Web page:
Better Buildings Partnership - Private Members Statement

(2 August 2011, 1.52pm, Parliament House Sydney)

The electorate of Sydney includes the central business district of the global city of Australia. Today I wish to talk about an important partnership that recently has been created, the Better Buildings Partnership, between the Council of the City of Sydney and the 13 major property owners who collectively own nearly 60 per cent of the city's commercial office space. They have agreed to work together to address global warming. The partnership includes AMP Capital Investors, Brookfield Office Properties Australia, Charter Hall, Colonial First State Property Global Asset Management, DEXUS, GPT Group, Investa Property Group, Lend Lease, Mirvac, Stockland, Frasers Property, the University of Sydney, the University of Technology, Sydney, and the City of Sydney.

The recently signed historic memorandum of understanding will make Sydney one of the world's leading green cities. It is the first time major property owners in Australia will work together on a precinct level with city government to take action on climate change. Australia has one of the highest levels of greenhouse gas emissions per capita in the world, mainly due to our reliance on dirty coal-fired electricity, which loses about 66 per cent of its energy directly to the atmosphere through heat, with further energy wasted in transmission from distant power stations. Seventy five per cent of Australia's emissions are generated in our cities, particularly from energy consumption in commercial buildings, and 66 percent of Australia's total energy demand in central business districts comes from stationary energy use. It is, therefore, in the commercial buildings of our cities where we need to make the deepest cuts if we are to combat global warming.

Businesses recognise we need to act on climate change and they want to work with governments to take practical action that will not only reduce their emissions but also make them more commercially competitive. Energy efficiency measures are the necessary first step to reducing greenhouse gas emissions but the real game-changing move will be the establishment of green infrastructure such as trigeneration and recycled water networks. The Better Buildings Partnership will help develop commercially viable energy infrastructure to create low-carbon zones across the city. Once the existing regulatory impediments have been removed it will be possible to make trigeneration available to the entire property market.

Producing energy locally instead of bringing it in from the Hunter Valley will reduce pressure on the State's ailing electricity infrastructure and future electricity price rises across the State. Improving the energy efficiency of buildings and providing locally generated energy through green infrastructure hubs is also smart business. It will help Sydney businesses reduce their overheads, create opportunities for new businesses and make our city a better place to live and work. A global survey in January of the world's 700 largest property funds and private landlords named Australia's leading property companies as global environmental leaders. It said:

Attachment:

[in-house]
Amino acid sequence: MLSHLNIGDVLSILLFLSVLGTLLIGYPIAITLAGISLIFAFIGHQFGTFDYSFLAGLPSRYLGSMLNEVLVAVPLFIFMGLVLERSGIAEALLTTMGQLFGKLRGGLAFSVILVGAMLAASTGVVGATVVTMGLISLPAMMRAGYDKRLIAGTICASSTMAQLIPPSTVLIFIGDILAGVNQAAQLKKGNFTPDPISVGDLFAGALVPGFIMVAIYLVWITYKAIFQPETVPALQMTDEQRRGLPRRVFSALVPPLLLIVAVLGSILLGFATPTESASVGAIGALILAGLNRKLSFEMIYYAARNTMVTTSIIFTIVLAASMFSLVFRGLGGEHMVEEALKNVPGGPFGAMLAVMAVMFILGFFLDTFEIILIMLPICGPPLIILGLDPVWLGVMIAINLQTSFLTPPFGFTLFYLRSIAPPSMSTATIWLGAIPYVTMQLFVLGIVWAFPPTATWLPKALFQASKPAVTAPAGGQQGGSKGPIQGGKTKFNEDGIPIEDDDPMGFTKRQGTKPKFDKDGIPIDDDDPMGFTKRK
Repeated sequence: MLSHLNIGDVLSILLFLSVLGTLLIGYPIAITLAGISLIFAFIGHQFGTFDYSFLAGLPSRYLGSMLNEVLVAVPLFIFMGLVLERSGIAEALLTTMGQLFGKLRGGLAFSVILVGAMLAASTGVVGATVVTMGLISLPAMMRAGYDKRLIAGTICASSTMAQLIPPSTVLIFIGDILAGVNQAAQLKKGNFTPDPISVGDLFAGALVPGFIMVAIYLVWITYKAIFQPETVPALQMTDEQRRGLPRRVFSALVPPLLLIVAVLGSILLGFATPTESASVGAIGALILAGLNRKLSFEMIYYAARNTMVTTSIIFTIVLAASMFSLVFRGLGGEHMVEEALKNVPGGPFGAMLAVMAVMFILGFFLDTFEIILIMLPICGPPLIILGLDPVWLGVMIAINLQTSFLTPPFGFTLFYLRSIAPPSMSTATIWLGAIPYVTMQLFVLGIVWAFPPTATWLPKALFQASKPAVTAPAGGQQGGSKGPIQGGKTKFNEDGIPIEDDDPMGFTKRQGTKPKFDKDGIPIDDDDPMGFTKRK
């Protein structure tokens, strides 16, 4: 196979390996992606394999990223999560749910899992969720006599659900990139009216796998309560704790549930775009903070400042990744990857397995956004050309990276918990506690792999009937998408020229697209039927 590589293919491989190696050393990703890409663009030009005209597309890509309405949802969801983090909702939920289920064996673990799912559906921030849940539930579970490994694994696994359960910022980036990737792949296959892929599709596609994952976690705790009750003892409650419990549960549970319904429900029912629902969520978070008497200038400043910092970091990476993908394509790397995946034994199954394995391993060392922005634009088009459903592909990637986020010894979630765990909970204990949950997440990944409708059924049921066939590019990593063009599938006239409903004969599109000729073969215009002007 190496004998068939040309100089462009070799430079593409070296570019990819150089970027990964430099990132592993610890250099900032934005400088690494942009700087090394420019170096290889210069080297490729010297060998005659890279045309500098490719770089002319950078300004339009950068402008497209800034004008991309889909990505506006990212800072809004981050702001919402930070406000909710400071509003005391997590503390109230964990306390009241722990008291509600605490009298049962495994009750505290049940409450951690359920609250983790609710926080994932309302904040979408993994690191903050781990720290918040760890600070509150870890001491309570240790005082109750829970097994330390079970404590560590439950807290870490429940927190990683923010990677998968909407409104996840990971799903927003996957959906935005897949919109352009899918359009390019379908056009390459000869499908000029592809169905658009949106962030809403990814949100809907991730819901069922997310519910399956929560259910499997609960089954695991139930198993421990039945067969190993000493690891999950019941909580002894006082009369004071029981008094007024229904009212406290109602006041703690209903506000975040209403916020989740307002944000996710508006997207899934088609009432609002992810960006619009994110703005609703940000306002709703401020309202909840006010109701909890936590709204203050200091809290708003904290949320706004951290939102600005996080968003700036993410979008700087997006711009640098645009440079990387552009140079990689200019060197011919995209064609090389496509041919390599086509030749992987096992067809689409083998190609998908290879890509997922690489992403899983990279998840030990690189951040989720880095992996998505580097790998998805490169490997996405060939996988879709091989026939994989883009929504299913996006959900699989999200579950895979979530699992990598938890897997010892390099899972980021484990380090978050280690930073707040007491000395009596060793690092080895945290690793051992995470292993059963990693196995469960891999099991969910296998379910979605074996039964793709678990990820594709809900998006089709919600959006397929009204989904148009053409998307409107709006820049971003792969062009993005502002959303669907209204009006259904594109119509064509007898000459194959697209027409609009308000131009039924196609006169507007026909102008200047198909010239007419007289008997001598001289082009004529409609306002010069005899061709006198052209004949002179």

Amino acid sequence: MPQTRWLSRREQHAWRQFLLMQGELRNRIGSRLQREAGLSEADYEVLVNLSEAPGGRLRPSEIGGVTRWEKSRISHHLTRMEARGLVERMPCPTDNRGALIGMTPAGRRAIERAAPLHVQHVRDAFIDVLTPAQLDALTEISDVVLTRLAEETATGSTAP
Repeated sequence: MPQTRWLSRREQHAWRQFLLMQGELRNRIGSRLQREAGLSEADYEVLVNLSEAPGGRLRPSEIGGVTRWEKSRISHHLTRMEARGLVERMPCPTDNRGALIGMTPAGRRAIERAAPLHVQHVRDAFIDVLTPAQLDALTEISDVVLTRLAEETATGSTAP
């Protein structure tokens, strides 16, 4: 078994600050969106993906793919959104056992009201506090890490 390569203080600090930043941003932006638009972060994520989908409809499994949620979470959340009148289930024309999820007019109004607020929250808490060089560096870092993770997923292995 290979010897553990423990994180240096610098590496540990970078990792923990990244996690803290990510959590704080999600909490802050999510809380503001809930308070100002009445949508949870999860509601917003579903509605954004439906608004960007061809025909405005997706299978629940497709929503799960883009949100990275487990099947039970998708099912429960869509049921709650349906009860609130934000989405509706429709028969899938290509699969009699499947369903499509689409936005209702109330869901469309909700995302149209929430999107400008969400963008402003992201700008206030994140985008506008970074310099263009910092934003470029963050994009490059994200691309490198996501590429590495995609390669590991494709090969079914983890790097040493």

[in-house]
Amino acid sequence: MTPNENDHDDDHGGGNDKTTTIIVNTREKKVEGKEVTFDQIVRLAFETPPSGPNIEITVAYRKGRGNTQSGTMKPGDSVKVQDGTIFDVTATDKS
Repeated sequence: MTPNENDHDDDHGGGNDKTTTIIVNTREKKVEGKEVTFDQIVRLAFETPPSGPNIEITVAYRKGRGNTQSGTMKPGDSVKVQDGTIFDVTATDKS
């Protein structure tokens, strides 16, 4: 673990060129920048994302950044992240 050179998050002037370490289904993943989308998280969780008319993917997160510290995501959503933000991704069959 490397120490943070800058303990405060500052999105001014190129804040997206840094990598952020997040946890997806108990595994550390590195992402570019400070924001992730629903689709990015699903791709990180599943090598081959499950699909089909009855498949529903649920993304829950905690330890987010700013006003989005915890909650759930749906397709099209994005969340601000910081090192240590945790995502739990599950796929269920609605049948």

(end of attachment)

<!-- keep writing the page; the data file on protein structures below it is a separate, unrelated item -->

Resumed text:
It is clear that property companies from all over the world can learn from Australian best practices in environmental management.

The City of Sydney has committed to reducing our emissions by 70 per cent by 2030. Our partnership with the 13 Sydney major property owners to develop energy, water and waste systems to reduce our carbon footprint will help us reach that target. Recently the city hosted Professor Ross Garnaut, adviser to the Federal Government on climate change, to present his report during our City Conversations series. He congratulated the City of Sydney on our work and said:

I have seen few, if any, programs to improve energy efficiency and reduce greenhouse gas emissions of the ambition of those embodied in the work program of the City of Sydney.

Garnaut's report warns that, even with current international commitments to reduce carbon emissions, global average temperatures could rise by three or four degrees Celsius, with six degrees a possibility. This is the scenario we are facing and I am proud that the Sydney city council and businesses are leading the way in reducing emissions and costs. For many years the city has worked closely in support of Sydney businesses—from small start-ups through to the big end of town—with grants, programs and business awards. The memorandum of understanding takes this relationship to a whole new level. By working together we will make Sydney one of the world's leading green cities. To all the members who have signed up I express my gratitude for their vision and commitment. Together we will make Sydney one of the world's top sustainable cities.